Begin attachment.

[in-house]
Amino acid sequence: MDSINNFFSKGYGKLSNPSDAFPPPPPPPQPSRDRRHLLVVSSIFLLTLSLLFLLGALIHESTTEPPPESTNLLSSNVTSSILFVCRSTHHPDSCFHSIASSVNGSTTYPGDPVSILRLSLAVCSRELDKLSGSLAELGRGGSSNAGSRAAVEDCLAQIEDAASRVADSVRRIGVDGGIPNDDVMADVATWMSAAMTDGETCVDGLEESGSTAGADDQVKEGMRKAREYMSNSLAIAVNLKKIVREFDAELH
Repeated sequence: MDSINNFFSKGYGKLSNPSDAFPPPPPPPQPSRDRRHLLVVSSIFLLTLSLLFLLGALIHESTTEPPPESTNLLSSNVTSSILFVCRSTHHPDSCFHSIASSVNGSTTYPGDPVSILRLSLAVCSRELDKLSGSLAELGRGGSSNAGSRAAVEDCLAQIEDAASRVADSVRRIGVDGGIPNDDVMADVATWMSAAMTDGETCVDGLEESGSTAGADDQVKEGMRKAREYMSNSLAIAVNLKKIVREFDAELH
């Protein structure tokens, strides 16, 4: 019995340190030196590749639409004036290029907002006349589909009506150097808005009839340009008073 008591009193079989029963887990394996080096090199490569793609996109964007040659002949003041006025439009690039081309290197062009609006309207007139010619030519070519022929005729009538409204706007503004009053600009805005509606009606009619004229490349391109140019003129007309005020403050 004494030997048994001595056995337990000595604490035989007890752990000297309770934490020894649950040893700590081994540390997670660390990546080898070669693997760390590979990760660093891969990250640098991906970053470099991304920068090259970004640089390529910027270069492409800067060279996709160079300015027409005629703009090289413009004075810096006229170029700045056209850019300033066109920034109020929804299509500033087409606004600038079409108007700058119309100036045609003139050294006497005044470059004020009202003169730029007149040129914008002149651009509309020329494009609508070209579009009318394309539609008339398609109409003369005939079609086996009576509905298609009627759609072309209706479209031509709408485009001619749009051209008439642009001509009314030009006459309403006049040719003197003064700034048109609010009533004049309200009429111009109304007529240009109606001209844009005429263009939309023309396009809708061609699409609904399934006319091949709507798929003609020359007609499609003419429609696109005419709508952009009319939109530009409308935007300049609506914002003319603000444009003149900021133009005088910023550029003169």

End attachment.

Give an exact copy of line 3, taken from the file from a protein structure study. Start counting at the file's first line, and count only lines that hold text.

Repeated sequence: MDSINNFFSKGYGKLSNPSDAFPPPPPPPQPSRDRRHLLVVSSIFLLTLSLLFLLGALIHESTTEPPPESTNLLSSNVTSSILFVCRSTHHPDSCFHSIASSVNGSTTYPGDPVSILRLSLAVCSRELDKLSGSLAELGRGGSSNAGSRAAVEDCLAQIEDAASRVADSVRRIGVDGGIPNDDVMADVATWMSAAMTDGETCVDGLEESGSTAGADDQVKEGMRKAREYMSNSLAIAVNLKKIVREFDAELH